An Indigenous elder speaking to elementary students and offering a smudge before a memorial garden was made to remember those who did not return home was just one event Quesnel School District’s superintendent witnessed earlier this week.
Schools across the district are closed to observe Canada’s first National Day for Truth and Reconciliation today, Sept. 30.
In advance of the new federal holiday honouring the lost children and survivors of residential schools, their families and communities, staff and students of all ages participated in activities to learn, listen and reflect.
“We’ve been marking Truth and Reconciliation Day all week,” said superintendent Sue-Ellen Miller, noting on Wednesday, Sept. 29 she was also fortunate to attend a story walk at one of their schools where young students created a path with pictures, feathers and more.
“Students in older grades will be doing work around the Indian residential schools and trying to understand or participating in some of the virtual activities from the National Centre for Truth and Reconciliation,” she added.
Also taking place on Sept. 30 is Orange Shirt Day, which has been observed since 2013 when Phyllis Webstad told the story of her first day of residential school at St. Joseph’s Mission near Williams Lake where her shiny new orange shirt was ripped away from her.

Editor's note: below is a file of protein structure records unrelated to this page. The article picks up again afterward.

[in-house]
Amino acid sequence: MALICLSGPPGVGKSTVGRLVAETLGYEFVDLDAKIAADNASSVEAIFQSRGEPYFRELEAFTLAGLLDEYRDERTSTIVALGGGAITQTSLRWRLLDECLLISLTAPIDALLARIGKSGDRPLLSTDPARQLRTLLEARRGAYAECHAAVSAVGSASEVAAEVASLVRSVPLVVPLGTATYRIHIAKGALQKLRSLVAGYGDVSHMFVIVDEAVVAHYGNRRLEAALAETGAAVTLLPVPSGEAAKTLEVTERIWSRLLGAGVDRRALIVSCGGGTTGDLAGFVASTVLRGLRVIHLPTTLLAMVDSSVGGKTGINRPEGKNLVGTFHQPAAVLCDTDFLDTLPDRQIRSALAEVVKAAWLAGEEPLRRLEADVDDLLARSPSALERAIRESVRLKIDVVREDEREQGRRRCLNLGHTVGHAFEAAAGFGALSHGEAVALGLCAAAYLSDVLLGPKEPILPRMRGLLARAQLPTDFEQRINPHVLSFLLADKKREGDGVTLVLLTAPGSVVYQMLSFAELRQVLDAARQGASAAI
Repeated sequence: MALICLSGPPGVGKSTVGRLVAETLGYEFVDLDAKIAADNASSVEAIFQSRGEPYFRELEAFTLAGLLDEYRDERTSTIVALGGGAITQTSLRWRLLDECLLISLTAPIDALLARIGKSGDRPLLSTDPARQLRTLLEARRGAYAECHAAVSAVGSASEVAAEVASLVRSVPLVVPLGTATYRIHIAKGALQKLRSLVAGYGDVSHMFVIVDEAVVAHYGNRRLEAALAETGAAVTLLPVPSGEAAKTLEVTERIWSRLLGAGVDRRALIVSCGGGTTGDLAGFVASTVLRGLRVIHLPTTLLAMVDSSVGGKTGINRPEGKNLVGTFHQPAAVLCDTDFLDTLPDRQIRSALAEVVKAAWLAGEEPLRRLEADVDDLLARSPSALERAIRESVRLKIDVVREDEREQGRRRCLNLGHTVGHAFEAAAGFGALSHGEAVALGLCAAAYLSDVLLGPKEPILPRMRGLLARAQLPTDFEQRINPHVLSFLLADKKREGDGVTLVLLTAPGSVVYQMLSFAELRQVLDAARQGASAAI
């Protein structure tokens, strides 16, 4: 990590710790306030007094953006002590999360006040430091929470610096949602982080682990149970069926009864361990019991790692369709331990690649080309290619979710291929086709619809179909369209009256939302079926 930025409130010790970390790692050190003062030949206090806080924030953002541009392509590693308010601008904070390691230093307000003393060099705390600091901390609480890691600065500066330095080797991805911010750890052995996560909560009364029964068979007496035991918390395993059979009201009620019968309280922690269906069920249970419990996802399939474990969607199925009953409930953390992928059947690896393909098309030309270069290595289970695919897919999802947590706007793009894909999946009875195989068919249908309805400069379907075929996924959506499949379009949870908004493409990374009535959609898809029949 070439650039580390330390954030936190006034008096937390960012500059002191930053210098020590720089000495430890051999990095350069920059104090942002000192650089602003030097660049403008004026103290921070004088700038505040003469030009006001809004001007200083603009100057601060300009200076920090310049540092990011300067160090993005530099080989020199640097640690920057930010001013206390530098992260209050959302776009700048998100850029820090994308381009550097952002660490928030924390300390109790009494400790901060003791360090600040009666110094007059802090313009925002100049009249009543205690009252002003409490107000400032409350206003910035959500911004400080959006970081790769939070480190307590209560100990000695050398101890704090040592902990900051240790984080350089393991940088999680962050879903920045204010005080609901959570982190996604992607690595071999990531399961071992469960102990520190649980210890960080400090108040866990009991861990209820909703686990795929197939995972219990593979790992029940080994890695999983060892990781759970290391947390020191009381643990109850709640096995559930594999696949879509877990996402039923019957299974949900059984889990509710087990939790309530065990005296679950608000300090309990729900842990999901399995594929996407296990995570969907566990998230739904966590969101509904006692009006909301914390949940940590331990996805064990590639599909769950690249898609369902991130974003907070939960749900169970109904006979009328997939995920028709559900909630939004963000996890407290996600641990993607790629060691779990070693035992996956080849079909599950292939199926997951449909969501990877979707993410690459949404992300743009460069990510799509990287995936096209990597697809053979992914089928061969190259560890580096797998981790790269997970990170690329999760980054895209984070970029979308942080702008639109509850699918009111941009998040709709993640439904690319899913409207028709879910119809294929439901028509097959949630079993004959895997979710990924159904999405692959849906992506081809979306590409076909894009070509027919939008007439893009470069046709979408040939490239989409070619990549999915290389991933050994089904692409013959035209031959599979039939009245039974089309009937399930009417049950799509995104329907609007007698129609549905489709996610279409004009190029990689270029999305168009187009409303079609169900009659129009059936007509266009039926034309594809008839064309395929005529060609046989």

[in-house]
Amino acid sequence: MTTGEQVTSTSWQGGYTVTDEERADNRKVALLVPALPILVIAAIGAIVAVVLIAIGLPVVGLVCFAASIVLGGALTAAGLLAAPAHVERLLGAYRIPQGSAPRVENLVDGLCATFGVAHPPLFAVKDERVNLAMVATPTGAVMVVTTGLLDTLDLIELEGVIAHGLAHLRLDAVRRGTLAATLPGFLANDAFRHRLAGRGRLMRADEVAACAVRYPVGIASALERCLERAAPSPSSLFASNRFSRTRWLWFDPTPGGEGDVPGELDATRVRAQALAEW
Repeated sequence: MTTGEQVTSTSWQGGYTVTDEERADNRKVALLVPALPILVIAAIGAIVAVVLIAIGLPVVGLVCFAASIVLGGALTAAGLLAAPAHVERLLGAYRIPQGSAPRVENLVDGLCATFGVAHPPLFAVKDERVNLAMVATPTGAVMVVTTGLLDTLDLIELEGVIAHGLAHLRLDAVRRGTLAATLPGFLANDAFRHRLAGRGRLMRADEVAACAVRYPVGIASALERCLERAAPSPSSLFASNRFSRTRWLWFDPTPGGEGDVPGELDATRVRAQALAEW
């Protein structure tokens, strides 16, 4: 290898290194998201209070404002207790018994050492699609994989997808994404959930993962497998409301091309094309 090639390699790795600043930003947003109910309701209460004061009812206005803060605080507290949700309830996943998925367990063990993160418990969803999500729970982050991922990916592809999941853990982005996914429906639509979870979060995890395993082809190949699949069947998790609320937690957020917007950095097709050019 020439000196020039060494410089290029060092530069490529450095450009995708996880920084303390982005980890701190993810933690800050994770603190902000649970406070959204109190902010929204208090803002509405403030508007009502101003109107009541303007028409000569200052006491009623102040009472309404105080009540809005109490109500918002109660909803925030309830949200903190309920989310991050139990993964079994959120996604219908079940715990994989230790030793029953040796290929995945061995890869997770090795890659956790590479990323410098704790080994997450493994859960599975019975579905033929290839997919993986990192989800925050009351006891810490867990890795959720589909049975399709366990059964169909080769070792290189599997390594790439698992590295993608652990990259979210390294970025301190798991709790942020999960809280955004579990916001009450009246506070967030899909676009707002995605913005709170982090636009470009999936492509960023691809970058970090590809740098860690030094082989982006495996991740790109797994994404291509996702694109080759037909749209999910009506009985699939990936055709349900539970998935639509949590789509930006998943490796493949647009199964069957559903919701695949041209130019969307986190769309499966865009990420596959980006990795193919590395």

Miller said the Quesnel School District has participated in a number of events since Orange Shirt Day began.
Students and staff will continue to mark Orange Shirt Day and the National Day for Truth and Reconciliation when they return to the classroom on Oct. 1.
“It’s important that we think about the impacts of the Indian Residential Schools throughout the school year, and we also need to look at those barriers that students face, their families face and the systemic racism that is a result from that,” Miller said.
“It’s the first time we’re having this National Day for Truth and Reconciliation, and we wouldn’t be together on the actual day so it was important to mark it throughout the week in different ways as classes felt was appropriate and as schools felt it was appropriate.”
Staff have engaged in a full day of learning since 2011 in Indigenous Focused Day where they have explored the 94 Calls to Action and understanding residential schools with Indigenous people and speakers who can guide them.
The ongoing work and learning, Miller said will continue beyond Sept. 30.
She said she believes it is vital that students know they have an important role in making things better for all students, and by remembering the past they can make their country better for everyone.
“I think there are years of that work that needs to happen, and so hopefully, the work we’re doing in schools now will help lead children to be the great citizens we want them to be.”